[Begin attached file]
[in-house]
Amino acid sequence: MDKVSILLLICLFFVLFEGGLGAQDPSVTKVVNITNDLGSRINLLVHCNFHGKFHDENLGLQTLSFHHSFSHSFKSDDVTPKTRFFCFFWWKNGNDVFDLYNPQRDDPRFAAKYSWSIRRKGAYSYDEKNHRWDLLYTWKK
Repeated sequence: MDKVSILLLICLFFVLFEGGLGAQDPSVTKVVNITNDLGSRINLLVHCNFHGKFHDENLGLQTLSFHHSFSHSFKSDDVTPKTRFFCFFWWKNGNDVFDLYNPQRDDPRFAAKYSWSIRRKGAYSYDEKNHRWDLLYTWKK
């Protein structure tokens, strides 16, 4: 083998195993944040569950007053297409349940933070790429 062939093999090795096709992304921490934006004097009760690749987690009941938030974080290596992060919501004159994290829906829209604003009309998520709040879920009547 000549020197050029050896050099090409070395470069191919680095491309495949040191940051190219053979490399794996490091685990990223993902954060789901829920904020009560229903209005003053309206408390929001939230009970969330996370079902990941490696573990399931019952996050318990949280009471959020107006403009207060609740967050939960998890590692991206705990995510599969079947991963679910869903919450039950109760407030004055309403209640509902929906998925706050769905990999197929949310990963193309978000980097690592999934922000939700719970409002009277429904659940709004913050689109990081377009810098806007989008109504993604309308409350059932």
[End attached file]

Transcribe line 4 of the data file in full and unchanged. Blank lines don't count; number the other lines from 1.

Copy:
């Protein structure tokens, strides 16, 4: 083998195993944040569950007053297409349940933070790429 062939093999090795096709992304921490934006004097009760690749987690009941938030974080290596992060919501004159994290829906829209604003009309998520709040879920009547 000549020197050029050896050099090409070395470069191919680095491309495949040191940051190219053979490399794996490091685990990223993902954060789901829920904020009560229903209005003053309206408390929001939230009970969330996370079902990941490696573990399931019952996050318990949280009471959020107006403009207060609740967050939960998890590692991206705990995510599969079947991963679910869903919450039950109760407030004055309403209640509902929906998925706050769905990999197929949310990963193309978000980097690592999934922000939700719970409002009277429904659940709004913050689109990081377009810098806007989008109504993604309308409350059932």